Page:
The rest of the project is nothing but finishing touches. If you have people helping you, you can complete the project in a few long weekends. The author of this post built the hatch by himself and estimated that it took at least six months. Regardless, by the time is trailer is complete you will be satisfied and ready to begin exploring!

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Classic Accessories Over Drive PolyPRO3 Deluxe Pop-Up Camper Trailer...
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Classic Accessories 80-298-163101-RT Grey Snow White for Tab & Clam Shell Poly/Pro III Teardrop Camping Trailer Cover
Classic Accessories Overdrive PolyPRO 3 Deluxe Pop-Up Camper Trailer Cover Fits 16' - 18' Trailers - Ma Weather Protection with 3-Ply Poly Fabric Roof RV Cover (80-042-183106-00)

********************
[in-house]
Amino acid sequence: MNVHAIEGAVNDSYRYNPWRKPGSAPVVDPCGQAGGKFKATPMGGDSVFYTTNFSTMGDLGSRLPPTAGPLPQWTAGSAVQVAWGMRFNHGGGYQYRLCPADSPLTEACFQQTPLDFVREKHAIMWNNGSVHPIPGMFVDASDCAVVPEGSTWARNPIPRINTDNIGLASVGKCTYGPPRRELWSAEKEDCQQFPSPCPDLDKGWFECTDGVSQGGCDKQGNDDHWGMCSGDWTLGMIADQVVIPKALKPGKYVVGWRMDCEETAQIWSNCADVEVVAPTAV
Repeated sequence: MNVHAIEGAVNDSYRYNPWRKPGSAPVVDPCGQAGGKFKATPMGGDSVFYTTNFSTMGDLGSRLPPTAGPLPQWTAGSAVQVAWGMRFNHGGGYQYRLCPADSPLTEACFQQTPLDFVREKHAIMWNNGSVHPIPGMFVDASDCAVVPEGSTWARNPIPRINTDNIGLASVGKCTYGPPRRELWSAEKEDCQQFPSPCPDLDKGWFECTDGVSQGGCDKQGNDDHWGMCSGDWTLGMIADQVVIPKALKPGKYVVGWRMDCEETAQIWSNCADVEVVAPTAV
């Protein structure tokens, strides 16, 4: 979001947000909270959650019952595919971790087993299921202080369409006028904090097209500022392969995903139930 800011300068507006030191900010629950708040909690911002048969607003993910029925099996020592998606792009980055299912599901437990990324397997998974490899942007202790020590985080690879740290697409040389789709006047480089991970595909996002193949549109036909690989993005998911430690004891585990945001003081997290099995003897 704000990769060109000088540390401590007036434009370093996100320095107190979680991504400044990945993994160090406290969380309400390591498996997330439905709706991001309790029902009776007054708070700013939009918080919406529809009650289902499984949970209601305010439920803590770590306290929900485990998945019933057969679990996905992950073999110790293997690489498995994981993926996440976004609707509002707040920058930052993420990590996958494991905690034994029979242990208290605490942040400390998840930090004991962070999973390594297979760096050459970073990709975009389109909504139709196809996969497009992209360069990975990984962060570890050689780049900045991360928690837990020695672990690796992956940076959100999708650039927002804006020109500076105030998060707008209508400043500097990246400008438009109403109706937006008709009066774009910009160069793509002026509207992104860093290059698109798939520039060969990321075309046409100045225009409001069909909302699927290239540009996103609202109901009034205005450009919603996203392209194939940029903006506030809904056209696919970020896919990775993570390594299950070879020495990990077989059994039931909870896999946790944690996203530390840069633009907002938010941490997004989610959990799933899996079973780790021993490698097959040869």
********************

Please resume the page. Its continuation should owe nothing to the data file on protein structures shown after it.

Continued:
Classic Accessories OverDrive PermaPR Deluxe Travel Trailer Cover, Fits 18' -20' RVs - Lightweight Ripstop & Water Repellent RV Cover (80-134-141001-00)
Classic Accessories Over Drive PolyPRO3 Deluxe Teardrop Trailer Cover,...
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Classic Accessories 80-298-163101-RT Grey Snow White for Tab & Clam Shell Poly/Pro III Teardrop Camping Trailer Cover
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Classic Accessories Over Drive PolyPRO3 Deluxe Pop-Up Camper Trailer...
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Classic Accessories Overdrive PolyPRO 3 Deluxe Pop-Up Camper Trailer Cover Fits 16' - 18' Trailers - Ma Weather Protection with 3-Ply Poly Fabric Roof RV Cover (80-042-183106-00)
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Classic Accessories Over Drive PermaPRO Deluxe Travel Trailer Cover,...
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Classic Accessories OverDrive PermaPR Deluxe Travel Trailer Cover, Fits 18' -20' RVs - Lightweight Ripstop & Water Repellent RV Cover (80-134-141001-00)